US4914796A - Process for manufacturing nickel coated shot blasted web conveying roller - Google Patents

Process for manufacturing nickel coated shot blasted web conveying roller Download PDF

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Publication number
US4914796A
US4914796A US07282661 US28266188A US4914796A US 4914796 A US4914796 A US 4914796A US 07282661 US07282661 US 07282661 US 28266188 A US28266188 A US 28266188A US 4914796 A US4914796 A US 4914796A
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Prior art keywords
surface
roller
layer
web
process
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Expired - Lifetime
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US07282661
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Daniel C. Lioy
Edward F. Hurtubis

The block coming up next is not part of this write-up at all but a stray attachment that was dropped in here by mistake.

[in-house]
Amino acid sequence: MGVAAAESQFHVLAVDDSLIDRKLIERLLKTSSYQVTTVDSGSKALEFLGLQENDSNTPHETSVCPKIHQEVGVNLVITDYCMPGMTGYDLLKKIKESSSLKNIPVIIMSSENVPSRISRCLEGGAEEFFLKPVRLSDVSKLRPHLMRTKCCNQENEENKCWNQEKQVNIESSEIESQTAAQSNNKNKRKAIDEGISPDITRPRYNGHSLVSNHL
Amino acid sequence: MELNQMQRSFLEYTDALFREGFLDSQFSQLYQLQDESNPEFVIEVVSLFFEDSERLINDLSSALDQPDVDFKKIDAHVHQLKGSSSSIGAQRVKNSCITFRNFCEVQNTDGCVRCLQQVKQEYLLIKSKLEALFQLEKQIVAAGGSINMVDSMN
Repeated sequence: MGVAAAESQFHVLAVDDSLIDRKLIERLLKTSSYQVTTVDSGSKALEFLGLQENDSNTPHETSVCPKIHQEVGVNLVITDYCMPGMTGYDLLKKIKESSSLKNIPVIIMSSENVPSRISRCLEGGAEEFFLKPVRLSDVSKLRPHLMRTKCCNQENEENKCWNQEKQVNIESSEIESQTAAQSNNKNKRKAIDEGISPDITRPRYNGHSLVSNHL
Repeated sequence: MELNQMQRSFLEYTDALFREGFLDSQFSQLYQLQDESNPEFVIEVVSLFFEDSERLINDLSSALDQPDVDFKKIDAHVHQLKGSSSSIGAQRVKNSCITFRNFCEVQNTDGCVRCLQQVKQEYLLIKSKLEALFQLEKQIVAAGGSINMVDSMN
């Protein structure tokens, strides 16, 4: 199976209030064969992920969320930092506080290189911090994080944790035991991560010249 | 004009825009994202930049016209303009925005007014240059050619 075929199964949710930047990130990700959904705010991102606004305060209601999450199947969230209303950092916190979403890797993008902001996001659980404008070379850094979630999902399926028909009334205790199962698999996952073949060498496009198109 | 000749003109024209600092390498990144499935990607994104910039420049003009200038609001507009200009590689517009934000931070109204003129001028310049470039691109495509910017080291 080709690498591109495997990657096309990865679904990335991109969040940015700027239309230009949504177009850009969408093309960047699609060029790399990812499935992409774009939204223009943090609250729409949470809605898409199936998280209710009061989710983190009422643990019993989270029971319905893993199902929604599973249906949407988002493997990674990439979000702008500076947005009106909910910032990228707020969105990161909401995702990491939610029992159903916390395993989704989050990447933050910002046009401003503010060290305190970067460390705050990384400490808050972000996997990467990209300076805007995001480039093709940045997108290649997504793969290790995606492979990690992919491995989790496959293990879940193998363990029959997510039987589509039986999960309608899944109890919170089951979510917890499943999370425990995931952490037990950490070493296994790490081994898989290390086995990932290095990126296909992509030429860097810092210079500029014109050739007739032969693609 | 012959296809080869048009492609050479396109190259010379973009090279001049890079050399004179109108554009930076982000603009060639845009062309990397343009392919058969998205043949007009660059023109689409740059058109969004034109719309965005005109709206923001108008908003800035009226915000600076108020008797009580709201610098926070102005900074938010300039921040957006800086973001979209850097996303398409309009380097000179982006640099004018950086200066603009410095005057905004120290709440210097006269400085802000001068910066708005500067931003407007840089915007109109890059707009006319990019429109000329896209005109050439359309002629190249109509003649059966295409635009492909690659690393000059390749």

Edward R. Schickler
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Eastman Kodak Co
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Eastman Kodak Co
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    • BPERFORMING OPERATIONS; TRANSPORTING
    • B41PRINTING; LINING MACHINES; TYPEWRITERS; STAMPS
    • B41NPRINTING PLATES OR FOILS; MATERIALS FOR SURFACES USED IN PRINTING MACHINES FOR PRINTING, INKING, DAMPING, OR THE LIKE; PREPARING SUCH SURFACES FOR USE AND CONSERVING THEM In this subclass the COPES System is used
    • B41N7/00Shells for rollers of printing machines
    • BPERFORMING OPERATIONS; TRANSPORTING
    • B65CONVEYING; PACKING; STORING; HANDLING THIN OR FILAMENTARY MATERIAL
    • B65HHANDLING THIN OR FILAMENTARY MATERIAL, e.g. SHEETS, WEBS, CABLES
    • B65H27/00Special constructions of feed or guide rollers and surfaces thereof
    • BPERFORMING OPERATIONS; TRANSPORTING
    • B41PRINTING; LINING MACHINES; TYPEWRITERS; STAMPS
    • B41NPRINTING PLATES OR FOILS; MATERIALS FOR SURFACES USED IN PRINTING MACHINES FOR PRINTING, INKING, DAMPING, OR THE LIKE; PREPARING SUCH SURFACES FOR USE AND CONSERVING THEM In this subclass the COPES System is used
    • B41N2207/00Location or type of the layers in shells for rollers of printing machines